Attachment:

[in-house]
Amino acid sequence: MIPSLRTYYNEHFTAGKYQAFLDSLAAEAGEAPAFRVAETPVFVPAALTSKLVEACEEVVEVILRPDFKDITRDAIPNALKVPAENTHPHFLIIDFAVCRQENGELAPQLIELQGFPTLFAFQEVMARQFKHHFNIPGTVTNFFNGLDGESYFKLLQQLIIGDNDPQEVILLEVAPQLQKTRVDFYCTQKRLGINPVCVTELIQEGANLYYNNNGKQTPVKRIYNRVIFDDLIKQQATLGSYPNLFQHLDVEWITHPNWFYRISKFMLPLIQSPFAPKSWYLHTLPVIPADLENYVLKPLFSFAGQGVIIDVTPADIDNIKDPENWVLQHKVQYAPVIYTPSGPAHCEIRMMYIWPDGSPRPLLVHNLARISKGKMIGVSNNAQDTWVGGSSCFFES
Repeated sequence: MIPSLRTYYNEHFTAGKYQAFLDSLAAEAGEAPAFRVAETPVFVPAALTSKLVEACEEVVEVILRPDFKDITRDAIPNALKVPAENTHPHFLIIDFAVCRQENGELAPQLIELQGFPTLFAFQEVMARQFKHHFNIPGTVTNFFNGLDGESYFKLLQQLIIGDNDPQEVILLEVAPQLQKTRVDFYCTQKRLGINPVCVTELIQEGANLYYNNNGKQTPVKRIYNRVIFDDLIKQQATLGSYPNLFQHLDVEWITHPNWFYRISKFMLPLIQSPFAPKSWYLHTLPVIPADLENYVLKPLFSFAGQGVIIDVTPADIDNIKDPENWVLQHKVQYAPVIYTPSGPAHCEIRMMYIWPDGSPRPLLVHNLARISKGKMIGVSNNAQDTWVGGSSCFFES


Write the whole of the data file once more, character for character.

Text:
[in-house]
Amino acid sequence: MIPSLRTYYNEHFTAGKYQAFLDSLAAEAGEAPAFRVAETPVFVPAALTSKLVEACEEVVEVILRPDFKDITRDAIPNALKVPAENTHPHFLIIDFAVCRQENGELAPQLIELQGFPTLFAFQEVMARQFKHHFNIPGTVTNFFNGLDGESYFKLLQQLIIGDNDPQEVILLEVAPQLQKTRVDFYCTQKRLGINPVCVTELIQEGANLYYNNNGKQTPVKRIYNRVIFDDLIKQQATLGSYPNLFQHLDVEWITHPNWFYRISKFMLPLIQSPFAPKSWYLHTLPVIPADLENYVLKPLFSFAGQGVIIDVTPADIDNIKDPENWVLQHKVQYAPVIYTPSGPAHCEIRMMYIWPDGSPRPLLVHNLARISKGKMIGVSNNAQDTWVGGSSCFFES
Repeated sequence: MIPSLRTYYNEHFTAGKYQAFLDSLAAEAGEAPAFRVAETPVFVPAALTSKLVEACEEVVEVILRPDFKDITRDAIPNALKVPAENTHPHFLIIDFAVCRQENGELAPQLIELQGFPTLFAFQEVMARQFKHHFNIPGTVTNFFNGLDGESYFKLLQQLIIGDNDPQEVILLEVAPQLQKTRVDFYCTQKRLGINPVCVTELIQEGANLYYNNNGKQTPVKRIYNRVIFDDLIKQQATLGSYPNLFQHLDVEWITHPNWFYRISKFMLPLIQSPFAPKSWYLHTLPVIPADLENYVLKPLFSFAGQGVIIDVTPADIDNIKDPENWVLQHKVQYAPVIYTPSGPAHCEIRMMYIWPDGSPRPLLVHNLARISKGKMIGVSNNAQDTWVGGSSCFFES